Lymphomas are cancers of white blood cells called lymphocytes. Just as leukemia invades the bone marrow, lymphomas can also spread to the marrow. They suppress normal development of other blood cell lines, resulting in anemia in 40-60% of lymphoma patients.
Multiple myeloma is a cancer of plasma cells, another type of white blood cell in the bone marrow. It causes anemia through infiltration and replacement of the marrow space, impairing production of both red blood cells and their oxygen carrying capacity.
Metastatic Solid Tumors
While cancers like breast, prostate, and lung cancer arise in specific organs, they can spread or metastasize to the bone marrow as they advance. Displacement of the bone marrow is another way these solid tumors can lead to cancer-related anemia.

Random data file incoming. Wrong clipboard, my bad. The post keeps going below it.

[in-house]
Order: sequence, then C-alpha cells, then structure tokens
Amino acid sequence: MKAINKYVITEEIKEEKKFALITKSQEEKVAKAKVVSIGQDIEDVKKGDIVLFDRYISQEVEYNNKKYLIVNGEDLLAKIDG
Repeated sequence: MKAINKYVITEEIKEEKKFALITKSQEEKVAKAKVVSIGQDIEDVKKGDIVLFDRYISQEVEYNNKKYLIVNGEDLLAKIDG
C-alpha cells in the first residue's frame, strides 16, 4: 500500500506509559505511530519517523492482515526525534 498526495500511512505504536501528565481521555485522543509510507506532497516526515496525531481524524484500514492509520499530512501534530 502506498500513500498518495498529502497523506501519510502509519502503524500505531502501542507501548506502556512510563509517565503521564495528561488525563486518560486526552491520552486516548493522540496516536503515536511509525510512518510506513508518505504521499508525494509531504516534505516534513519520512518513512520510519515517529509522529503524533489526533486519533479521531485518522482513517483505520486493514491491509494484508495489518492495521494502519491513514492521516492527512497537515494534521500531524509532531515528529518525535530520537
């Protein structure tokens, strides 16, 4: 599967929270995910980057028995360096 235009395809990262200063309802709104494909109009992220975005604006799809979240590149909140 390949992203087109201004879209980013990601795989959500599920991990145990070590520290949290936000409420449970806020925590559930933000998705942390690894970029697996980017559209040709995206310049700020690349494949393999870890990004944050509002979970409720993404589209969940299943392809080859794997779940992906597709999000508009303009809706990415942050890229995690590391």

Cancers that Impair Iron Utilization
There are also some cancers that can cause anemia through mechanisms other than blood loss or impaired production. These include cancers that affect the body’s ability to use and store iron obtained from the diet.
In addition to replacing bone marrow, multiple myeloma causes anemia by releasing a cytokine called interleukin-6. This cytokine causes inflammation and impairs the ability of iron to be released from storage sites. The iron becomes “locked away” and unavailable for making hemoglobin and red blood cells.
Chronic Lymphocytic Leukemia
This type of leukemia involves clonal expansion of abnormal lymphocytes. These leukemic cells produce hepcidin, an inflammatory mediator that prevents iron release and recycling. The resulting iron restricted erythropoiesis contributes to anemia.
Renal Cell Carcinoma
This type of kidney cancer can produce paraneoplastic syndromes that result in anemia through several mechanisms. Tumor necrosis factor alpha and hepcidin production contribute to iron deficiency by blocking its release from intestinal cells and hepatocytes. Renal cell carcinoma is also associated with abnormally low levels of erythropoietin.